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Old April 10 2013, 04:52 AM   #48
The Overlord
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Re: Why is DC so far behind Marvel in terms of movies?

Christopher wrote: View Post
The Overlord wrote: View Post
See the problem I have with that is, with the Hulk TV show is, they hardly had any characters from the comics in that show.
Well, yes, that's my point. It wasn't like the comics in any way -- in fact, other than the recent Mark Valley Human (Standing Next to the) Target, I can't think of a single comic-book adaptation that had less in common with the source material -- yet it's beloved by many Hulk fans to this day because it was, quite simply, a good show in its own right. Fidelity to the source, in terms of action or visuals or anything else, is nice, but its absence can be forgiven if the show is just plain well-written. People try to concoct so many explanations for what factors make a show succeed or fail, but they're overlooking the simple and obvious answer: good writing, good acting, a talented staff. As long as you have those, the rest is negotiable.
Negotiable for you perhaps, but not me.

The Hulk TV show is a bit before my time, so I can't comment a lot on it. But see I like the Hulk and I no interest in that show, I prefer the comics that has over the top stuff in it. To me not having the Hulk battle the Leader, the Abomination, giant battles with the military, take those away, its not the Hulk anymore, its just Hulk-lite. It would be very hard to care about a Hulk TV show without those elements in it, to me they are pretty important. I think its easier to have an sense that Hulk is being pursued and can't. You can't do Planet Hulk or any story with the Maestro, they are important Hulk stories and if you can't have TV shows adapt a lot of these important stories, I don't think I would care about it.

If they made a novel series and couldn't put certain characters in it because it be too expensive, then I wouldn't want to be adapted in the first place.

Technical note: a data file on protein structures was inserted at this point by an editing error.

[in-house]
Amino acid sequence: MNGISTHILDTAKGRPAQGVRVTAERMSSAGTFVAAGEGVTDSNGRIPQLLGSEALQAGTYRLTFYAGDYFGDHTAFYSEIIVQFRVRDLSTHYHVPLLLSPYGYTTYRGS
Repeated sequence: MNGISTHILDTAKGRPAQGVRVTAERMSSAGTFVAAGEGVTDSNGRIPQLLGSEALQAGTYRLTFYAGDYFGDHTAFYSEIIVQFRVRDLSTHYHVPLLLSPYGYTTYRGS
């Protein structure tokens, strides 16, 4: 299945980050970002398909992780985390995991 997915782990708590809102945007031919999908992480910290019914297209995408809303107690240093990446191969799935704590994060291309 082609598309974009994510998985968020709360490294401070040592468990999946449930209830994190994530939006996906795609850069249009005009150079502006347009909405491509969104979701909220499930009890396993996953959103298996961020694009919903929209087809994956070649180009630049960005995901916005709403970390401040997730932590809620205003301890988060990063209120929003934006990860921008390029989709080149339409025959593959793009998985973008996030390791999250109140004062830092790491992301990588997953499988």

You might like a paired down Hulk story, I don't think I would, I just can't make that many compromises just get something on TV. It have to amazing writing, the best of HBO level writing, to like a Hulk TV show that is missing a lot of the key elements from the comics.

Christopher wrote: View Post
I want the character stuff and the fantastical elements, if a TV show can't deliver that, then I don't care about it.
But you don't need special effects to do fantasy. A lot of good fantasy stories have been told simply through ideas and situations. You know why the original Star Trek had so many stories about telekinetics and godlike beings? Because it doesn't cost much money to have one actor hold out his hand and another pretend to be thrown across the room or strangled or rendered unable to speak. The story about Captain Kirk being split into two people? Sure, there were a few split-screen shots, but mostly the story was told through discussion and character interaction, the "effect" of the split conveyed through performance. SF and fantasy are about ideas, not just spectacle.
Except Star Trek was made for TV, comic books are not. Maestro, Abomination, the Leader and his over the top mad science is harder to do then most of the stuff on Star Trek, because Star Trek is made with a TV budget in mind.

If Star Trek had to cut out characters to work in another adaption, wouldn't that mean that something is missing in the adaption? Likewise if characters like Abomantion, the Leader, Maestro, etc can't work in a TV series, doesn't that mean missing is missing, a big something, if you grew up reading about them? Its not just spectacle, its leaving out characters and plot points that I think are key.

Christopher wrote: View Post